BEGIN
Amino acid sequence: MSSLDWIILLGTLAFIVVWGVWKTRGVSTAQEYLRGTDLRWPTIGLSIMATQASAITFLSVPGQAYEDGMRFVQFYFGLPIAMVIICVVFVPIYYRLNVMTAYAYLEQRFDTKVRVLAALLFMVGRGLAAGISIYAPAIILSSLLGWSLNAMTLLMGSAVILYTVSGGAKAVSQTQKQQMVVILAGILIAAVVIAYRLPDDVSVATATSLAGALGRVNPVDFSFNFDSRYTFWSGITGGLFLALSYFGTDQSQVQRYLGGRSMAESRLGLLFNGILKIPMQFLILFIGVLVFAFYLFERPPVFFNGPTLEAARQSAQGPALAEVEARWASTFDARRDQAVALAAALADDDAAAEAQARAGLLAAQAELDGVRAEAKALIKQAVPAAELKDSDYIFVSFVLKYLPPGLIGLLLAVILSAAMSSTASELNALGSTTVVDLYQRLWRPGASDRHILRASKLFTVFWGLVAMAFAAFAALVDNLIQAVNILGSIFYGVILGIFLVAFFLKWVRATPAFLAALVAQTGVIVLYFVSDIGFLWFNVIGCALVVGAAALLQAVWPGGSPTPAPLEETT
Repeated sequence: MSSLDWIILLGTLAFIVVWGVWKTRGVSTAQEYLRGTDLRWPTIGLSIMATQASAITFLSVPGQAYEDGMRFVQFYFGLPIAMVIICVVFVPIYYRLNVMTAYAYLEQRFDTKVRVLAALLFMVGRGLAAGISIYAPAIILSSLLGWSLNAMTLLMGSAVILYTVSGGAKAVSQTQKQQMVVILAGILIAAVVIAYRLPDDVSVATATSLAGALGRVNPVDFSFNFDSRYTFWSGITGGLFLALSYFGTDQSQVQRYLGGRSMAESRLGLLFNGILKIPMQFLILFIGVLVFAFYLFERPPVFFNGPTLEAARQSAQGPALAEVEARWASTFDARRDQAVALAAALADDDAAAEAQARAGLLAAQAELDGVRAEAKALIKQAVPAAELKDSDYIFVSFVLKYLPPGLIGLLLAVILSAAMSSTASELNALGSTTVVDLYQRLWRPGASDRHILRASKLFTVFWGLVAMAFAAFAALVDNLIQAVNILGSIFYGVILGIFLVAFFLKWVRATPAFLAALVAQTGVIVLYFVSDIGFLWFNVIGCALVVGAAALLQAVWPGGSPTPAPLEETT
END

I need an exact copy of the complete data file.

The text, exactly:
Amino acid sequence: MSSLDWIILLGTLAFIVVWGVWKTRGVSTAQEYLRGTDLRWPTIGLSIMATQASAITFLSVPGQAYEDGMRFVQFYFGLPIAMVIICVVFVPIYYRLNVMTAYAYLEQRFDTKVRVLAALLFMVGRGLAAGISIYAPAIILSSLLGWSLNAMTLLMGSAVILYTVSGGAKAVSQTQKQQMVVILAGILIAAVVIAYRLPDDVSVATATSLAGALGRVNPVDFSFNFDSRYTFWSGITGGLFLALSYFGTDQSQVQRYLGGRSMAESRLGLLFNGILKIPMQFLILFIGVLVFAFYLFERPPVFFNGPTLEAARQSAQGPALAEVEARWASTFDARRDQAVALAAALADDDAAAEAQARAGLLAAQAELDGVRAEAKALIKQAVPAAELKDSDYIFVSFVLKYLPPGLIGLLLAVILSAAMSSTASELNALGSTTVVDLYQRLWRPGASDRHILRASKLFTVFWGLVAMAFAAFAALVDNLIQAVNILGSIFYGVILGIFLVAFFLKWVRATPAFLAALVAQTGVIVLYFVSDIGFLWFNVIGCALVVGAAALLQAVWPGGSPTPAPLEETT
Repeated sequence: MSSLDWIILLGTLAFIVVWGVWKTRGVSTAQEYLRGTDLRWPTIGLSIMATQASAITFLSVPGQAYEDGMRFVQFYFGLPIAMVIICVVFVPIYYRLNVMTAYAYLEQRFDTKVRVLAALLFMVGRGLAAGISIYAPAIILSSLLGWSLNAMTLLMGSAVILYTVSGGAKAVSQTQKQQMVVILAGILIAAVVIAYRLPDDVSVATATSLAGALGRVNPVDFSFNFDSRYTFWSGITGGLFLALSYFGTDQSQVQRYLGGRSMAESRLGLLFNGILKIPMQFLILFIGVLVFAFYLFERPPVFFNGPTLEAARQSAQGPALAEVEARWASTFDARRDQAVALAAALADDDAAAEAQARAGLLAAQAELDGVRAEAKALIKQAVPAAELKDSDYIFVSFVLKYLPPGLIGLLLAVILSAAMSSTASELNALGSTTVVDLYQRLWRPGASDRHILRASKLFTVFWGLVAMAFAAFAALVDNLIQAVNILGSIFYGVILGIFLVAFFLKWVRATPAFLAALVAQTGVIVLYFVSDIGFLWFNVIGCALVVGAAALLQAVWPGGSPTPAPLEETT